JapaDog at Chizakaya ($6)
This was a genuine surprise. I've enjoyed some grilled items at Chizakaya, and even a decent bowl of ramen. So when I walked up to the restaurant's stall, I wasn't expecting to see a JapaDog on the menu, nor for it to be so good. The dog might be skinless, but it's wrapped in bacon, making it crispy and extra meaty. The toppings play off the base, with a sweet house teriyaki sauce, creamy Japanese mayo, and a mess of crunchy, pickled "Godzilla" toppings. Chizakaya needs to get this on the menu pronto.
Wisconsin Bacon-Cheddar Burger at Edzo's Burger Shop ($8)
How'd Edzo's do it? Cooking burgers for thousands upon thousands must have been a logistical nightmare, but I still ended up with a patty with some genuinely caramelized and crispy edges. This could have been served on a plain bun and it would have been a highlight. But the Wisconsin Bacon-Cheddar Burger doesn't stop there. Oh, no.To that was added salty Merkt's cheddar, crispy bacon, grilled onion, pickled banana peppers, and something called kethapeño. It all added up to one of the best burgers I've eaten recently. I know you can't see it all under the bun, but believe me, it's there.
Butter Chicken Samosa at Suzy Samosas @ Ashyana Catering ($4)
I certainly wasn't looking around for samosas, but I'm glad I found these from Suzy Samosas. The exterior was flaky and tender, with well seasoned butter chicken in the middle. I also loved the bright green mint and jalapeño chutney.
Lobster Dog at Grahamwich ($10)
If any one food has come to represent Chow Town at Lollapalooza, it's the lobster dog from Grahamwich. It's easy to see why. The batter is crispy and delicate, while the lobster pieces are juicy and sweet. A little paprika and fresh herbs are added, along with enough lemon aioli to lend each bite a bit of acidity and creaminess. Considering it's been on the menu for years, some might be over the lobster dog, but when something is this good, it deserves stick around.
Cob Smacked at The Australian Truffle ($5)
Corn on the cob is a legitimate festival and fair food. But I doubt many people experience it quite like you can at The Australian Truffle. Illinois sweet corn is rubbed with truffle butter, and then topped with more truffles. Somehow it all works, tasting far healthier and less overbearing than I worried. I hope this catches on.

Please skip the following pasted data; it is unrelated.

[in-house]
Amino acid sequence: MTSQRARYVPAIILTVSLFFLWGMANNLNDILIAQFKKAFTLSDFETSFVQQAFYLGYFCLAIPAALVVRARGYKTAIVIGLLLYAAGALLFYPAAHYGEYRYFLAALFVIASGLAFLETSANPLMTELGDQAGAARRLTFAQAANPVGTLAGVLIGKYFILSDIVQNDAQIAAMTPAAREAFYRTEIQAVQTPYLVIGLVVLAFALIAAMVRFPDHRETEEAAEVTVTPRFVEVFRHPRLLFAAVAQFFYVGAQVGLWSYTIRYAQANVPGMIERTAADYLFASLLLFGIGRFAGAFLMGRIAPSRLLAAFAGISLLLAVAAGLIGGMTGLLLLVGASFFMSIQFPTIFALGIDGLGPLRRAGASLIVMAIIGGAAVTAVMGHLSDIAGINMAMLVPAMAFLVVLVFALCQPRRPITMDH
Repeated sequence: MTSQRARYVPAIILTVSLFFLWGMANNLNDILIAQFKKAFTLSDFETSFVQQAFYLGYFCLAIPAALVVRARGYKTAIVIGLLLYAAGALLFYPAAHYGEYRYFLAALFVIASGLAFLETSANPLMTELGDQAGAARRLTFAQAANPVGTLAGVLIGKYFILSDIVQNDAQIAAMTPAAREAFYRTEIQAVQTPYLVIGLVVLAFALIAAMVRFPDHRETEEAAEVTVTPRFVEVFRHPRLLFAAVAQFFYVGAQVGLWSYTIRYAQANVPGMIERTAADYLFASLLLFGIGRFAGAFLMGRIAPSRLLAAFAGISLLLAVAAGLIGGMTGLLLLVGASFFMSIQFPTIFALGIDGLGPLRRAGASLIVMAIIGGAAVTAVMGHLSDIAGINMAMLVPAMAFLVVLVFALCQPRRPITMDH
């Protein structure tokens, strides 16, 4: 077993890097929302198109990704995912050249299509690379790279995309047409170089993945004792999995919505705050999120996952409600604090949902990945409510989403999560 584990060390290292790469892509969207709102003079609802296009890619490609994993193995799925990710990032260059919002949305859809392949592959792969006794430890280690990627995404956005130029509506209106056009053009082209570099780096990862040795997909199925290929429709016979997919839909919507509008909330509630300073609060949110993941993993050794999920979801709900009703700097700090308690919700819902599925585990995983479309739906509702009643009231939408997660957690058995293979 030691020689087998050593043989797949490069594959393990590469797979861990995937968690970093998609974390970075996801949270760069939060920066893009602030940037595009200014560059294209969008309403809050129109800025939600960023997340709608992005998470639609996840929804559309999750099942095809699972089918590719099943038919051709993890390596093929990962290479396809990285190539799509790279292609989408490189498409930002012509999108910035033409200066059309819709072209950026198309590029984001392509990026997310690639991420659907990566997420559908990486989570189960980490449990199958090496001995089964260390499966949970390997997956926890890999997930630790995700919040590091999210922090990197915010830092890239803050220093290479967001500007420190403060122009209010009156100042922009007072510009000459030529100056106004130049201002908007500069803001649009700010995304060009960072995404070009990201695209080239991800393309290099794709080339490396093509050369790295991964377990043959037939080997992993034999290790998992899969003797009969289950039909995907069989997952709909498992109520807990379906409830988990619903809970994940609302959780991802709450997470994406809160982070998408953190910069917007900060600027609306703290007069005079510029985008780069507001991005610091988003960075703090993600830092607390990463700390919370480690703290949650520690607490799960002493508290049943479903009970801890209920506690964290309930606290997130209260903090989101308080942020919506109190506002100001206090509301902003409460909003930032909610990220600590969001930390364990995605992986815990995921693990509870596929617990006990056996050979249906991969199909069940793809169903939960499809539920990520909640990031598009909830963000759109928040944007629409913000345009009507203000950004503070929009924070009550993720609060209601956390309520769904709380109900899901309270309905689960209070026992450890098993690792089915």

Pork of July at Franks 'N' Dawgs ($9)
I picked this item up from Franks 'N' Dawgs mostly because of the name. (Would you turn down something called Pork of July?) Only later did I realize that the lovely Mint Creek pork sausage was topped with pulled pork bathed in cherry and Bourbon barbecue sauce. Add to that the restaurant's crunchy slaw, and I had no idea how it would all work together. Luckily all the absurd elements combined to make one over-loaded and incredibly flavorful bite.
Buttermilk Old Fashioned Cinnamon Sugar at Do-Rite Donuts (2 for $5)
Considering how many fried options are usually present at festivals, doughnuts make sense. I tried both the Valhone chocolate glazed and the cinnamon sugar pictured above from Do-Rite Donuts. While both were good, the cinnamon sugar tasted the most balanced, even if I wish I had a cup of coffee to dip it into.
Steak Sandwich at Mercat a la Planxa ($7)
I know it looks a little boring, but the steak in the middle of this offering from Mercat a la Planxa is actually incredibly tender, making the sandwich far easier to eat than I first imagined. I do wish there were some other toppings to spruce it up a bit, but overall this was a solid choice.
Drunken Coconut at Peeled ($5)
I soon as I saw that Peeled was serving whole coconuts, I had to have one. The coconuts are hacked open to order and served with a little mango puree, which you pour in after a few sips. It doesn't quite rise above the novelty, but it was still pretty good.